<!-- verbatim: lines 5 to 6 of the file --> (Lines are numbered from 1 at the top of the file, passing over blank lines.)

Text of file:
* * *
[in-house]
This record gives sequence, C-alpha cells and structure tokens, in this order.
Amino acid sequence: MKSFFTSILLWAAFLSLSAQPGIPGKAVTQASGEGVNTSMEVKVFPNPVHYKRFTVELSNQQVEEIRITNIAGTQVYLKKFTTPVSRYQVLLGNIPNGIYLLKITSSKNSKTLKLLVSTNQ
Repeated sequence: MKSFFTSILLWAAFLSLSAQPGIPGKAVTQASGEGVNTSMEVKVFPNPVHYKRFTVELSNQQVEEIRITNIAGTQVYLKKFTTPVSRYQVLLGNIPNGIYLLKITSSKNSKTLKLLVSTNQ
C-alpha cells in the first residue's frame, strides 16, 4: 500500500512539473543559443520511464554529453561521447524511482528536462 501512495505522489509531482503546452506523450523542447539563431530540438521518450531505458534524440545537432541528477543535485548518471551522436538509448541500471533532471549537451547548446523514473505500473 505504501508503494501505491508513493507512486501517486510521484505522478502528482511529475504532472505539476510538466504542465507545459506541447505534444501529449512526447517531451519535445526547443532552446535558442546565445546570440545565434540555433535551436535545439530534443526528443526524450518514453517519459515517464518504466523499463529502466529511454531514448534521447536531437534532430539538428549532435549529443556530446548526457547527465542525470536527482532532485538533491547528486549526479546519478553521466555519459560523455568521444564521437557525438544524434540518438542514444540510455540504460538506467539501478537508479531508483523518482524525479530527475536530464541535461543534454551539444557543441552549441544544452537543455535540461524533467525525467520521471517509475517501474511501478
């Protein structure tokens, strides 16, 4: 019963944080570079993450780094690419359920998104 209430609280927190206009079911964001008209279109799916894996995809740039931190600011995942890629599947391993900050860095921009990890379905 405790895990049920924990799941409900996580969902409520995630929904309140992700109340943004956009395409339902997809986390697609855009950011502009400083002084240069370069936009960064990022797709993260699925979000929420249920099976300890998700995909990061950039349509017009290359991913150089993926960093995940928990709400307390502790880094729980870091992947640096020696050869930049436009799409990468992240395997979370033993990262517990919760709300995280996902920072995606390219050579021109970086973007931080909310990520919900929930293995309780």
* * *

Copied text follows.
C-alpha cells in the first residue's frame, strides 16, 4: 500500500512539473543559443520511464554529453561521447524511482528536462 501512495505522489509531482503546452506523450523542447539563431530540438521518450531505458534524440545537432541528477543535485548518471551522436538509448541500471533532471549537451547548446523514473505500473 505504501508503494501505491508513493507512486501517486510521484505522478502528482511529475504532472505539476510538466504542465507545459506541447505534444501529449512526447517531451519535445526547443532552446535558442546565445546570440545565434540555433535551436535545439530534443526528443526524450518514453517519459515517464518504466523499463529502466529511454531514448534521447536531437534532430539538428549532435549529443556530446548526457547527465542525470536527482532532485538533491547528486549526479546519478553521466555519459560523455568521444564521437557525438544524434540518438542514444540510455540504460538506467539501478537508479531508483523518482524525479530527475536530464541535461543534454551539444557543441552549441544544452537543455535540461524533467525525467520521471517509475517501474511501478
């Protein structure tokens, strides 16, 4: 019963944080570079993450780094690419359920998104 209430609280927190206009079911964001008209279109799916894996995809740039931190600011995942890629599947391993900050860095921009990890379905 405790895990049920924990799941409900996580969902409520995630929904309140992700109340943004956009395409339902997809986390697609855009950011502009400083002084240069370069936009960064990022797709993260699925979000929420249920099976300890998700995909990061950039349509017009290359991913150089993926960093995940928990709400307390502790880094729980870091992947640096020696050869930049436009799409990468992240395997979370033993990262517990919760709300995280996902920072995606390219050579021109970086973007931080909310990520919900929930293995309780």